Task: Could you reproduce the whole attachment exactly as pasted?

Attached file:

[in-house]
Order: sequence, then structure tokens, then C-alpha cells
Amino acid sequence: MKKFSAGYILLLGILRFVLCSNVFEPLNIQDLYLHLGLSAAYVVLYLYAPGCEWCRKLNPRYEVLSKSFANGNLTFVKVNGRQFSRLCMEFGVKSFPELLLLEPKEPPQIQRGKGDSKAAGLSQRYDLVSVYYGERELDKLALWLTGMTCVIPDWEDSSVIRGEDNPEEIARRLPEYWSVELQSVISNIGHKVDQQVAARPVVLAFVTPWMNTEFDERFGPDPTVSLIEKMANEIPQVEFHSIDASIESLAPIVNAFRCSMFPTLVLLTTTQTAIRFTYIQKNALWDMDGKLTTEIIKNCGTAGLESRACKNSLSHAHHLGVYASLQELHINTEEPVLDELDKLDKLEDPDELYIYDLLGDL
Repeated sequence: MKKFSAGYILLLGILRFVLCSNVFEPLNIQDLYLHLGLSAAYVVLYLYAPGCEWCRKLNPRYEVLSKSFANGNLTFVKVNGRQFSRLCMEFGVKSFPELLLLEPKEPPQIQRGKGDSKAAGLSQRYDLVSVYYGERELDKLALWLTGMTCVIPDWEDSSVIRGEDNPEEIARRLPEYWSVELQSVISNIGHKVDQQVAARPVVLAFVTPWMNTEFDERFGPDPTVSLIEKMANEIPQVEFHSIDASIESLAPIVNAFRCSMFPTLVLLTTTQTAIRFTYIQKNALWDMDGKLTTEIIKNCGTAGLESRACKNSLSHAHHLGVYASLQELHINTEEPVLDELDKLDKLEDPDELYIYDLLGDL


[in-house]
Order: sequence, then structure tokens, then C-alpha cells
Amino acid sequence: MKKFSAGYILLLGILRFVLCSNVFEPLNIQDLYLHLGLSAAYVVLYLYAPGCEWCRKLNPRYEVLSKSFANGNLTFVKVNGRQFSRLCMEFGVKSFPELLLLEPKEPPQIQRGKGDSKAAGLSQRYDLVSVYYGERELDKLALWLTGMTCVIPDWEDSSVIRGEDNPEEIARRLPEYWSVELQSVISNIGHKVDQQVAARPVVLAFVTPWMNTEFDERFGPDPTVSLIEKMANEIPQVEFHSIDASIESLAPIVNAFRCSMFPTLVLLTTTQTAIRFTYIQKNALWDMDGKLTTEIIKNCGTAGLESRACKNSLSHAHHLGVYASLQELHINTEEPVLDELDKLDKLEDPDELYIYDLLGDL
Repeated sequence: MKKFSAGYILLLGILRFVLCSNVFEPLNIQDLYLHLGLSAAYVVLYLYAPGCEWCRKLNPRYEVLSKSFANGNLTFVKVNGRQFSRLCMEFGVKSFPELLLLEPKEPPQIQRGKGDSKAAGLSQRYDLVSVYYGERELDKLALWLTGMTCVIPDWEDSSVIRGEDNPEEIARRLPEYWSVELQSVISNIGHKVDQQVAARPVVLAFVTPWMNTEFDERFGPDPTVSLIEKMANEIPQVEFHSIDASIESLAPIVNAFRCSMFPTLVLLTTTQTAIRFTYIQKNALWDMDGKLTTEIIKNCGTAGLESRACKNSLSHAHHLGVYASLQELHINTEEPVLDELDKLDKLEDPDELYIYDLLGDL